• The space provided for each animal in terms of floor, feeding, water, and air should be adequate for their movement, resting, feeding, watering, and ventilation.
  • Dairy farms and gaushalas should modify the quality and dosage of feed/forage/supplements to reduce enteric methane generation from livestock, which will benefit animal health/nutrition and reduce environmental impact.
  • Planting trees or developing green belts can act as a barrier against the spread of foul smells or noise originating from dairy farms and gaushalas.

Siting Policy for Dairy Farms

The siting criteria will be applicable for new Dairy Farms. However, the existing establishments should take appropriate pollution control measures as per the guidelines. The siting policy for dairy farms and gaushalas is as follows:

  • Dairy farms and gaushalas should be located outside city/village boundaries, at least 200 meters from residential dwellings and 500 meters from hospitals & schools.
  • Dairy farms and gaushalas should not be located in flood-prone areas, subject to flooding at 1-in-25-year or more frequent levels, in order to avoid contamination of water bodies.
  • Dairy farms and gaushalas should not be located in areas with shallow groundwater depths of about 10 to 12 feet, particularly in alluvium areas, to avoid groundwater contamination.
  • Dairy farms and gaushalas may be allowed to follow the minimum distance criteria given below, which may be subject to vary with the local conditions:
    • National and State Highways: 200 meters from National Highway and 100 meters from State Highway to avoid odour nuisance and road accidents caused due to cattle.
    • The major drinking water reservoir on the catchment side: 500 meters to avoid water contamination due to leakages/spillages from the dairy farms and gaushalas.
    • Drinking water sources like wells, summer storage tanks, and other tanks (drinking water): 100 meters to avoid water contamination.
    • Major watercourses like rivers and lakes: 500 meters in order to avoid water contamination.
    • Canals: 200 meters to avoid water contamination.
    • Inter-se distance between two establishments should be at least 5 meters for ventilation. Each unit should provide at least 2.5 meters from each side and develop the green belt.

Monitoring Mechanism for Waste Management in Dairy Farms

  1. The authorities in charge should list all dairy farms and gaushalas in their area using the modified inventory form provided in Annexure-A.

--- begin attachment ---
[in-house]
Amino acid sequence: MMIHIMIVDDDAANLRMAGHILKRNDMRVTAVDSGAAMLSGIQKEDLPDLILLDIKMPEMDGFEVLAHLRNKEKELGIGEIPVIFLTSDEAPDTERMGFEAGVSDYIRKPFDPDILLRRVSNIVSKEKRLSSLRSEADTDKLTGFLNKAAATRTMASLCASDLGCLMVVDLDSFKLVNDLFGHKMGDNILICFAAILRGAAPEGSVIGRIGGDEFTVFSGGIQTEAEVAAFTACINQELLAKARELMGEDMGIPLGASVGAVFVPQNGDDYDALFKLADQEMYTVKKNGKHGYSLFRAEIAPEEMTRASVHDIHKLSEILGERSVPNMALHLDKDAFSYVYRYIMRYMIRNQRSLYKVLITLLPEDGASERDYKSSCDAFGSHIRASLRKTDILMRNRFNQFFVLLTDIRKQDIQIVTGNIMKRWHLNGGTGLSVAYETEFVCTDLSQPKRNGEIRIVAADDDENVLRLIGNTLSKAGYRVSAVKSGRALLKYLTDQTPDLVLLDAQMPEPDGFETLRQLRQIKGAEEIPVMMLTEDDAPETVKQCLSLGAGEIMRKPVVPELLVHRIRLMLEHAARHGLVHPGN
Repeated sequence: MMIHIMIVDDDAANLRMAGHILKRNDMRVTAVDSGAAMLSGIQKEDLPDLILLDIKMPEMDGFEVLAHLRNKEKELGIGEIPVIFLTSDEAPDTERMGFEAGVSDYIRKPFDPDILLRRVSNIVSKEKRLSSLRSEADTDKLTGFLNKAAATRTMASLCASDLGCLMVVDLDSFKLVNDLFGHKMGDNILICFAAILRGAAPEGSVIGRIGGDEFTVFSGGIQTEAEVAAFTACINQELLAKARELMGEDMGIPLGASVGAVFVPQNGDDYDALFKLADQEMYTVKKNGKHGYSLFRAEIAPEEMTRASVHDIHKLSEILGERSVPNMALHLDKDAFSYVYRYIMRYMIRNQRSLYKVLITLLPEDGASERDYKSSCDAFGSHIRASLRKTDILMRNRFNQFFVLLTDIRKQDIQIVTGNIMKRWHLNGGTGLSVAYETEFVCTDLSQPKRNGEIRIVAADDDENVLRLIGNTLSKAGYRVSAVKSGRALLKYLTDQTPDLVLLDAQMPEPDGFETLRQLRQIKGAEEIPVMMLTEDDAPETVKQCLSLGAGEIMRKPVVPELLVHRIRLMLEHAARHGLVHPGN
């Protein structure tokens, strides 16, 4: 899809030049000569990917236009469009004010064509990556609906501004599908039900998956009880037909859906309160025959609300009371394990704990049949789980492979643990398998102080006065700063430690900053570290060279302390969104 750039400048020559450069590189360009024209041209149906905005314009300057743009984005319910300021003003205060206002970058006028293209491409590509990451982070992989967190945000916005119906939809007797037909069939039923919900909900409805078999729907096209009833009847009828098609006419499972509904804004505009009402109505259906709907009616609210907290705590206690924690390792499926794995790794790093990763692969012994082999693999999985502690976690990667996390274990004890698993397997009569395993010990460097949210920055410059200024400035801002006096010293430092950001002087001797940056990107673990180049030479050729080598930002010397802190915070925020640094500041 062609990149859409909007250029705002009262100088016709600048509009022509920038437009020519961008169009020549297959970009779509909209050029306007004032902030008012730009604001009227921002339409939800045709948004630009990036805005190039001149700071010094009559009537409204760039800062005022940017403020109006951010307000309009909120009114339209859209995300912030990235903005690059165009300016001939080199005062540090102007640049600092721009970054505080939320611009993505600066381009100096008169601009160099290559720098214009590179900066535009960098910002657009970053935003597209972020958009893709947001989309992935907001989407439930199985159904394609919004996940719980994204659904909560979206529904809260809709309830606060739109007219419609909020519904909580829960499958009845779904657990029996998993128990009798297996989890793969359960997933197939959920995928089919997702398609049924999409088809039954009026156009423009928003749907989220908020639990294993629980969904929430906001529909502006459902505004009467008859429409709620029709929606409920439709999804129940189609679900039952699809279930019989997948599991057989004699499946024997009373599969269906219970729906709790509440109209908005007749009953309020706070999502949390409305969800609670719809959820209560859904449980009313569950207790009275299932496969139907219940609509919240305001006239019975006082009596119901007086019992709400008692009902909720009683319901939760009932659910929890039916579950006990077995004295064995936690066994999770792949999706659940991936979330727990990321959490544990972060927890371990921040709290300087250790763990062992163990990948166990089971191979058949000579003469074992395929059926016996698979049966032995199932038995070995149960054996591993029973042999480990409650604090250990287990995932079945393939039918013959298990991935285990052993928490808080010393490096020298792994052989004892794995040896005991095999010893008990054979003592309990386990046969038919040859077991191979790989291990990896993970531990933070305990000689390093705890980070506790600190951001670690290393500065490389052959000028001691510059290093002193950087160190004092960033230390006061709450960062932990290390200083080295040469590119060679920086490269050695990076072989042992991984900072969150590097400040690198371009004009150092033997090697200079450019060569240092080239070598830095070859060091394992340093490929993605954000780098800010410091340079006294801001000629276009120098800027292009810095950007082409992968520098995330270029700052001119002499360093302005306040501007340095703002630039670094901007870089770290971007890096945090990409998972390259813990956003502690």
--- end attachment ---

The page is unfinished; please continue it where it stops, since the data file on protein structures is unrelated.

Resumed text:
2. The local authorities/municipal corporations must publish a public notice in newspapers and on their websites to register dairy farms and gaushalas according to municipal laws.
  3. The SPCBs/PCCs should also publish a public notice for dairy farms and gaushalas to obtain consent to establish and operate following the Water Act of 1974 and the Air Act of 1981[1]. CPCB has issued directions for classifying Dairy Farms and Gaushalas into the Orange and Green Categories.
  4. The SPCBs/PCCs/local bodies/municipal corporations must upload Form-A for compliance status of environmental guidelines on their websites and circulate it to all dairy farms and gaushalas.
  5. The SPCBs/PCCs should conduct environmental audits of at least two dairy farms and two gaushalas, randomly selected from each district of the state/UT, and submit compliance and action taken reports to CPCB on a half-yearly basis.
  6. The CPCB should conduct environmental audits of four dairy farms and four gaushalas in each state/UT, randomly selected based on information received from SPCBs/PCCs annually.
  7. In case of any violation of environmental norms under the Water (Prevention and Control of Pollution) Act, 1974, the Air (Prevention and Control of Pollution) Act, 1981, and the Environmental (Protect) Act, 1986 by dairy farms and Gaushalas, the concerned SPCBs/PCCs should impose environmental compensation according to the CPCB methodology for “Environmental Compensation to be levied on Industrial Units” to stop polluting activity and initiate prosecution for repeatedly polluting units.
  8. SPCBs/PCCs should provide training and consultation to the Gram Panchayat to implement guidelines in their jurisdiction. Gram Panchayat should ensure that dairy farms and gaushalas implement the guidelines falling under their jurisdiction for handling and managing the wastes.
  9. Local bodies/SPCBs/PCCs should regularly provide hands-on practical training on environment/waste management & treatment technologies, scientific feeding for enteric methane reduction, waste-to-wealth management programs, etc., to dairy workers/entrepreneurs.


CPCB Guidelines for Waste Management in Dairy Farms cover various aspects of waste management, including the proper handling and disposal of cattle dung and wastewater, reasonable water usage, good housekeeping practices, adequate ventilation, space requirements, feed quality and dosage, and the development of green belts. The guidelines also emphasize the importance of compliance monitoring, environmental auditing, and enforcement of environmental norms by local authorities, SPCBs/PCCs, and municipal corporations. It is advisable to take expert advice for Waste Management in Dairy Farms as the experts have technical knowledge and expertise in the areas related to waste management, environmental pollution, and animal husbandry, which is essential for the development of effective guidelines.

Read Our Article: An Overview On CPCB’s Pollution Control Measures And Action Plan

Request a Call Back

Are you human? : 3 + 8 =

Easy Payment Options Available No Spam. No Sharing. 100% Confidentiality